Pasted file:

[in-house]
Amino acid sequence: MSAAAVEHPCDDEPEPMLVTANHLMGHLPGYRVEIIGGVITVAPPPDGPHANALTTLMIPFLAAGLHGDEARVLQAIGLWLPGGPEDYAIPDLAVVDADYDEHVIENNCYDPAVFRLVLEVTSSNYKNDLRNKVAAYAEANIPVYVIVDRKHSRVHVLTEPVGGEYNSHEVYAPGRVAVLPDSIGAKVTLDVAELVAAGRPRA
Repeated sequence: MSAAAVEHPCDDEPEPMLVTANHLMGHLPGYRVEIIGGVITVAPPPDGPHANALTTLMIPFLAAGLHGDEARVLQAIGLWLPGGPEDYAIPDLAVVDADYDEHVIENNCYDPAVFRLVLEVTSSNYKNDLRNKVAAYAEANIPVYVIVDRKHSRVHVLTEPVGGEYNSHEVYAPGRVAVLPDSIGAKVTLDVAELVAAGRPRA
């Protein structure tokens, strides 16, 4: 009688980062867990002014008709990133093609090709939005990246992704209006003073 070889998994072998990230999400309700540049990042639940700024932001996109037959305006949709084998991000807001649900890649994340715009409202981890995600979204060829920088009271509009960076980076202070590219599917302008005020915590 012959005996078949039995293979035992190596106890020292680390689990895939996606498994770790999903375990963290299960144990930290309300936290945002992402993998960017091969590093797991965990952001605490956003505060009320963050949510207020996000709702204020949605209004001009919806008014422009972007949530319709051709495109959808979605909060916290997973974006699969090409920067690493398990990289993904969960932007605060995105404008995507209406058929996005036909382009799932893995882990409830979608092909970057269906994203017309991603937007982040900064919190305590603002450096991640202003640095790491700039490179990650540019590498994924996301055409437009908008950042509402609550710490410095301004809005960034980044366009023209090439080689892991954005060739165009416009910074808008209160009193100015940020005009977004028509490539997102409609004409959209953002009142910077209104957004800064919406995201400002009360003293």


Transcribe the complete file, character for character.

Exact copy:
[in-house]
Amino acid sequence: MSAAAVEHPCDDEPEPMLVTANHLMGHLPGYRVEIIGGVITVAPPPDGPHANALTTLMIPFLAAGLHGDEARVLQAIGLWLPGGPEDYAIPDLAVVDADYDEHVIENNCYDPAVFRLVLEVTSSNYKNDLRNKVAAYAEANIPVYVIVDRKHSRVHVLTEPVGGEYNSHEVYAPGRVAVLPDSIGAKVTLDVAELVAAGRPRA
Repeated sequence: MSAAAVEHPCDDEPEPMLVTANHLMGHLPGYRVEIIGGVITVAPPPDGPHANALTTLMIPFLAAGLHGDEARVLQAIGLWLPGGPEDYAIPDLAVVDADYDEHVIENNCYDPAVFRLVLEVTSSNYKNDLRNKVAAYAEANIPVYVIVDRKHSRVHVLTEPVGGEYNSHEVYAPGRVAVLPDSIGAKVTLDVAELVAAGRPRA
């Protein structure tokens, strides 16, 4: 009688980062867990002014008709990133093609090709939005990246992704209006003073 070889998994072998990230999400309700540049990042639940700024932001996109037959305006949709084998991000807001649900890649994340715009409202981890995600979204060829920088009271509009960076980076202070590219599917302008005020915590 012959005996078949039995293979035992190596106890020292680390689990895939996606498994770790999903375990963290299960144990930290309300936290945002992402993998960017091969590093797991965990952001605490956003505060009320963050949510207020996000709702204020949605209004001009919806008014422009972007949530319709051709495109959808979605909060916290997973974006699969090409920067690493398990990289993904969960932007605060995105404008995507209406058929996005036909382009799932893995882990409830979608092909970057269906994203017309991603937007982040900064919190305590603002450096991640202003640095790491700039490179990650540019590498994924996301055409437009908008950042509402609550710490410095301004809005960034980044366009023209090439080689892991954005060739165009416009910074808008209160009193100015940020005009977004028509490539997102409609004409959209953002009142910077209104957004800064919406995201400002009360003293």